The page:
Christine Chio, Ph.D.
In the world of science, you have to keep an open mind. Changing your viewpoint in response to new information doesn’t make you a “flip-flopper” – it makes you a good investigator. For many years, antioxidants were thought to help limit the growth of cancer cells. However, recent studies have called this into question, hinting antioxidants might actually help fuel cancer growth and metastasis in certain types of tumors.
When Cancer and Inflammation Connect
Christine Chio, Ph.D., of the Herbert Irving Comprehensive Cancer Center in New York, is leading the charge on this research. She had long been interested in the intersection of cancer and inflammation, another process thought to be influenced by antioxidants. In 2018, she received a V Scholar Grant from the V Foundation for Cancer Research to study how antioxidants affect KRAS mutant cancers.
“Antioxidants are familiar to a lot of people, because you see it on TV and you hear about them on social media,” said Chio. “In general, the perception is antioxidants are good for you in a sense that they prevent aging and they prevent cancer. But what our lab has found is that if you remove antioxidants from the cancer cells, it’s actually bad for them.”
Bad news for cancer cells can mean good news for patients. At least in the case of KRAS mutant pancreatic cancer, Chio’s research suggests less is more when it comes to antioxidants.
Antioxidants get their name from the fact that they stop oxidation, a chemical reaction that can produce byproducts that damage living cells. Chio and her team wanted to know how oxidation affects proteins in a tumor. They discovered by controlling whether a protein is oxidized or not, they could change the protein’s activity. That seemingly small change could be enough to influence whether a pancreatic tumor grows a lot or just a little.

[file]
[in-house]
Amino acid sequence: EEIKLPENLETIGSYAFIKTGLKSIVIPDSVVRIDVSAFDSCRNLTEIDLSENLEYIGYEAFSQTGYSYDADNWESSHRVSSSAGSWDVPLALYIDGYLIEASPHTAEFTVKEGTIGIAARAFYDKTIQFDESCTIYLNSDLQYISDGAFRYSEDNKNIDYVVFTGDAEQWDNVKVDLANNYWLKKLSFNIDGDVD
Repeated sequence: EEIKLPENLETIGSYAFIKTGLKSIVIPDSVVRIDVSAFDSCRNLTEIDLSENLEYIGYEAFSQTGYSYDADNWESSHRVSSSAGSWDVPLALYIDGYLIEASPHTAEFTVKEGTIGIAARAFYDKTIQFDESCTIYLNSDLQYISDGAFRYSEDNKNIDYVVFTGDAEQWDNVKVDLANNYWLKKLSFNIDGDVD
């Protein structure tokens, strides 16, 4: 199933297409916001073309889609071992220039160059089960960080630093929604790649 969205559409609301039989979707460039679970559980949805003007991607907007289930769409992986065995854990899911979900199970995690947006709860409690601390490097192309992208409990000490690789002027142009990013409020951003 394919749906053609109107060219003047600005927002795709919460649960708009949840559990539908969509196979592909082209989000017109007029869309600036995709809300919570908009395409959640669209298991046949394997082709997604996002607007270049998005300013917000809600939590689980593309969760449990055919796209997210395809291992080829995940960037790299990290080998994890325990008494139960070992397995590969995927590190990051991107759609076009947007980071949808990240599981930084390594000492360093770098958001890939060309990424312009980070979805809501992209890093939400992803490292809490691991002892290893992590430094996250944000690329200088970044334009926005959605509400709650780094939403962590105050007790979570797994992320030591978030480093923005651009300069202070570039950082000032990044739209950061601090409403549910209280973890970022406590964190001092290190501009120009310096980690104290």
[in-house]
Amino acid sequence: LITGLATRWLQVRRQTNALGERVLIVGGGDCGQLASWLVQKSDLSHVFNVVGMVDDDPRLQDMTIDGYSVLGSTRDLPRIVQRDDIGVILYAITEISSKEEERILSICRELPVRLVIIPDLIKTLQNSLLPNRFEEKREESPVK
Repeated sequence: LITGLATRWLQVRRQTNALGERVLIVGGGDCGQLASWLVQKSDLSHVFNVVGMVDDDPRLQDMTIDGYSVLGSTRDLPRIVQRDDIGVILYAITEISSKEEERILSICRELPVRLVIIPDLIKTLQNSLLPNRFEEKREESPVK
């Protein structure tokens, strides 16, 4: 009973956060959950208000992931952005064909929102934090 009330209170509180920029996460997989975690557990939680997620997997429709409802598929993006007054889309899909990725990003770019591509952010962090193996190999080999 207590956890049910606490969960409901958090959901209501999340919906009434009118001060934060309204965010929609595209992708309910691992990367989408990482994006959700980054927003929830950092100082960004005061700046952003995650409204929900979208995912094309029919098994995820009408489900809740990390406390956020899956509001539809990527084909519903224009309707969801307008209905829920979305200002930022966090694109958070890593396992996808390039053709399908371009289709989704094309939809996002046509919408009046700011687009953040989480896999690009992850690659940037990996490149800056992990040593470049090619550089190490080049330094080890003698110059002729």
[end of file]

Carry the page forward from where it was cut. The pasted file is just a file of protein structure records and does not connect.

“One thing that we have specifically focused on is the translation machinery, which is a machinery within cancer cells that controls which proteins are being made and how much,” explains Chio. “We found that the types of proteins being produced in pancreatic cancer cells are mostly involved in controlling glucose metabolism. This mechanism is all being controlled by one protein, and through our collaboration with a chemist at Boston University, we are now able to develop a small molecule inhibitor that specifically blocks the activity of this protein.”
New Hope Against Pancreatic Cancer
Simply put, following the trail of oxidation helped Chio zero in on a protein that acts as a control center for many of the cancer cell’s core functions. In addition to giving scientists a more nuanced understanding of antioxidants and cancer, her team’s work has led to a new experimental drug that could bring renewed hope to patients with pancreatic cancer.
Every small step forward in the fight against pancreatic cancer is an important one. According to the National Cancer Institute, the five-year survival rate for pancreatic cancer is just 8.2%, one of the lowest survival rates of any cancer.
Chio notes these positive findings may never have happened if not for the V Scholar Grant she received from the V Foundation.
“It was the first grant I got in my lab, and I think it was a catalyst to everything we’ve done in the past few years,” said Chio. “Our work is expensive, and it’s high risk; so conventional funding mechanisms will not usually be supportive of this type of proposal. I’m very, very grateful that the V Foundation thought it was worthy of funding. And this has led to where we are right now.”
Chio said she hopes further insights into oxidation in cancer cells could help researchers find ways to make them more susceptible to immunotherapy, and hopefully, begin to show improvements in the survival rates for those facing a pancreatic cancer diagnosis.